While law was unabashedly on the side of structural white supremacy until the mid-20th century, it eventually became unfashionable to practice white supremacy because of the revelation of Nazi Germany’s genocide against Jewish people (Thobani 2007). To be clear, white people committed gross acts of violence and killing of populations throughout the colonial era, but seeing the violence that was previously contained to the colonies happen in Europe itself provided a wake-up call for the still dominantly white-led countries of the 1950s. The solution to this problem was to ignore race—to write laws that said race was no longer an issue, and that everyone was equal. The consequence of shunning discussions of race is that we now have close to three generations of white people with little comfort and familiarity with how to talk about race. Because whiteness is at the top of the racial hierarchy, the privileges of being white reside in never having to think about race. The idea that society operates as a ‘meritocracy’, where everyone is free to compete equally for jobs and position in life (and from an equal starting point) fuels the racial fragility of white people in particular.

White privilege manifests in walking through an airport without being treated like a terrorist, shopping without being treated like a thief, and not being grotesquely over-represented in carceral institutions like foster care and prisons. When most white people who haven’t had a chance to learn about race are confronted with non-white people who have always known themselves in racial terms, conflict is inevitable (Fanon 1986 [1952]). White people tend to get angry and deny that racism continues to be a structural component of life in the 21st century (DiAngelo 2011; 2018). They are racially fragile because, when confronted with the slightest bit of racial stress that challenges their worldview, they feel personally indicted. They make the bad feelings they experience into a problem for other-than-white people to deal with (“How dare you call me racist!”). As they move to present themselves as innocent, they may also shift the conversation away from the race-based violence they are enacting (DiAngelo 2011). Fragility does not need to take the form of lashing out—indeed, in most situations it takes the form of white people shying away from talking about race for fear of ‘saying something wrong’ or of being accused of being a racist. This manifestation of fragility is particularly harmful to building a just society, because it takes practice to develop racial resilience and racial competency (Parasram 2019).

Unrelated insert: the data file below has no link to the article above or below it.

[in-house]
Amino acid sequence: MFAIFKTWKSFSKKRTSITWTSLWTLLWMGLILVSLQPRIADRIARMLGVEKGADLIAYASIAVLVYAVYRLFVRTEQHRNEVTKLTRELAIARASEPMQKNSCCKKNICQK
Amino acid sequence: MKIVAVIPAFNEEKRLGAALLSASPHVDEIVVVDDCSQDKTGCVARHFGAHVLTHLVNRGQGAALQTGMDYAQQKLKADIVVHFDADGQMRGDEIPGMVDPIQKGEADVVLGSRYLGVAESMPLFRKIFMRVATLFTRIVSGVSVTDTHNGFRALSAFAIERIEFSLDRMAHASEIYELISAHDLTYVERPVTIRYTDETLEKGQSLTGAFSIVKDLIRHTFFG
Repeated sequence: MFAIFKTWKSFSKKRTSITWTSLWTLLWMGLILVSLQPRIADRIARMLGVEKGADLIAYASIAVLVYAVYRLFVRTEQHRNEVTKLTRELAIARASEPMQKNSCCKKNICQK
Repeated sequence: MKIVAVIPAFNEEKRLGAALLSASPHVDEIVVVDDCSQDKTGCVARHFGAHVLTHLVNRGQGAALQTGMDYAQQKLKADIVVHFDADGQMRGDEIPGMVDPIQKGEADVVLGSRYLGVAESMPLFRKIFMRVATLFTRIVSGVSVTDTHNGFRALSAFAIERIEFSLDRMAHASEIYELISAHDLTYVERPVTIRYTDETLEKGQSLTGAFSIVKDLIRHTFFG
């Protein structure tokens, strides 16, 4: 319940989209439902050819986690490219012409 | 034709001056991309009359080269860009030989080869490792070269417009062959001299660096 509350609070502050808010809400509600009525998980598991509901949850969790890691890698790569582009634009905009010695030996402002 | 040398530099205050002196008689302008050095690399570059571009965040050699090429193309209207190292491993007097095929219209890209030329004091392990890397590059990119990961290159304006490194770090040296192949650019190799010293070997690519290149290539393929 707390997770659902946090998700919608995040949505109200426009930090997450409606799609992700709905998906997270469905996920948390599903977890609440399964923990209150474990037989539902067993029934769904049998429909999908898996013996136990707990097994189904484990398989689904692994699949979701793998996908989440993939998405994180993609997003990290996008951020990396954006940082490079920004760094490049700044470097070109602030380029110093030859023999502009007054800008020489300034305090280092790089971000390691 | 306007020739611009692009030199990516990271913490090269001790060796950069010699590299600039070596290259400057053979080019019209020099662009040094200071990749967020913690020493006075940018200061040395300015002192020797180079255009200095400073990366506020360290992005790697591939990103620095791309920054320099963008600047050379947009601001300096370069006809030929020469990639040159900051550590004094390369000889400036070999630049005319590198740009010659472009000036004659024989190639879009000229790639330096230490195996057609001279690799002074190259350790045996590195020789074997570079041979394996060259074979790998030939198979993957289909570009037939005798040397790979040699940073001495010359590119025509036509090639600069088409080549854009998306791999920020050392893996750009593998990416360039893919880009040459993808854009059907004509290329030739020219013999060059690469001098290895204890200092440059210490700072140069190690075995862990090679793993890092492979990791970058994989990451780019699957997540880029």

Structural white supremacy takes the form of laws and court systems that believe a concept like ‘property is universally applicable, while failing to understand the premises of laws that exist (and have existed for millenia) in cultures that are not from Western Europe. For example, what European colonizers have understood as “waste land” or “empty nature,” Anishnaabe have known to be deep webs of connection and relations that, as Leanne Simpson (2020) explains, constantly bring into existence an Anishnaabe world. The idea of people relating with and having obligations to land is common across many Indigenous nations in what is called Canada in English, and it is fundamentally different from the idea of land ownership that has its roots in European law (Bernard, 2017; Corntassel 2021; Coulthard 2014; Coulthard & Simpson, 2016; Parasram 2018). Structural white supremacy is also reinforced when we decide that the only way to make political decisions is to elect politicians to a parliament modeled after medieval England. Although the law says that anyone can run for office, reality teaches us that only the most privileged and wealthy—predominantly white lawyers—are the ones who can muster the resources to win a campaign. It is further supported when we talk about “meritocracy,” as if generations of undeserved privilege afforded to white people have somehow had no impact on making boardrooms, universities, and other seats of power overwhelmingly white and male.

It is worth considering that if this isn’t the function of undeserved privilege over generations, then the only logical explanation is that white men are somehow more intellectually gifted than everyone else, which should be easy for everyone (including white men) to see as ridiculous. It also exposes the insular and circular logic of structural white supremacy and racial fragility.


Discussion Questions

  • What is your race, and how did you come to know about it? If you haven’t, why not? If you don’t fit into a category, what does this mean for the concept of race itself?
  • Have you ever witnessed someone acting in a racially fragile way? How about a related form of fragility, like masculine fragility or caste fragility? What effect did it have on those who witnessed it?
  • Thinking about your family and close community, would you describe it as racially diverse? Why or why not? What about your educational institution, or workplace?


Separate your classroom by race. How weird is that? What can you learn and observe about structural forms of privilege as a result of simply organizing yourselves into race?